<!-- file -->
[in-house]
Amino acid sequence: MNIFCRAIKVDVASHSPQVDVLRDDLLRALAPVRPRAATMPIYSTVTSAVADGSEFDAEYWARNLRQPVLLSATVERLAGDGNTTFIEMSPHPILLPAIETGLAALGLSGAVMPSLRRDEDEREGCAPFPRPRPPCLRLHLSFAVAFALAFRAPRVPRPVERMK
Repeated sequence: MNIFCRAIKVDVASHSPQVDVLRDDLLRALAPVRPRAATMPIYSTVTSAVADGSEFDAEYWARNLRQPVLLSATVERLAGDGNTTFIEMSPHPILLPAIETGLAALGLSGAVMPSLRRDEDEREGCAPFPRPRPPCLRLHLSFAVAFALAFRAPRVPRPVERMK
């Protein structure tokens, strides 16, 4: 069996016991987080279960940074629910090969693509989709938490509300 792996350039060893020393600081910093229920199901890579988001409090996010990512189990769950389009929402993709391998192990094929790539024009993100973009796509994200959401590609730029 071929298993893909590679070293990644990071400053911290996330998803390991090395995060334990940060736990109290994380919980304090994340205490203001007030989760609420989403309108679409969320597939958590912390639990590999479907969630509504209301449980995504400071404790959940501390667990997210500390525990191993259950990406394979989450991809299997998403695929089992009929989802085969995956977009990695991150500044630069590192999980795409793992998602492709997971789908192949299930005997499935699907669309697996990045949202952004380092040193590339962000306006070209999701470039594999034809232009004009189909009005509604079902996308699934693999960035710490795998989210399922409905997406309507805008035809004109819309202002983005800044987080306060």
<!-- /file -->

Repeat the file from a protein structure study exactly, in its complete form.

[in-house]
Amino acid sequence: MNIFCRAIKVDVASHSPQVDVLRDDLLRALAPVRPRAATMPIYSTVTSAVADGSEFDAEYWARNLRQPVLLSATVERLAGDGNTTFIEMSPHPILLPAIETGLAALGLSGAVMPSLRRDEDEREGCAPFPRPRPPCLRLHLSFAVAFALAFRAPRVPRPVERMK
Repeated sequence: MNIFCRAIKVDVASHSPQVDVLRDDLLRALAPVRPRAATMPIYSTVTSAVADGSEFDAEYWARNLRQPVLLSATVERLAGDGNTTFIEMSPHPILLPAIETGLAALGLSGAVMPSLRRDEDEREGCAPFPRPRPPCLRLHLSFAVAFALAFRAPRVPRPVERMK
């Protein structure tokens, strides 16, 4: 069996016991987080279960940074629910090969693509989709938490509300 792996350039060893020393600081910093229920199901890579988001409090996010990512189990769950389009929402993709391998192990094929790539024009993100973009796509994200959401590609730029 071929298993893909590679070293990644990071400053911290996330998803390991090395995060334990940060736990109290994380919980304090994340205490203001007030989760609420989403309108679409969320597939958590912390639990590999479907969630509504209301449980995504400071404790959940501390667990997210500390525990191993259950990406394979989450991809299997998403695929089992009929989802085969995956977009990695991150500044630069590192999980795409793992998602492709997971789908192949299930005997499935699907669309697996990045949202952004380092040193590339962000306006070209999701470039594999034809232009004009189909009005509604079902996308699934693999960035710490795998989210399922409905997406309507805008035809004109819309202002983005800044987080306060």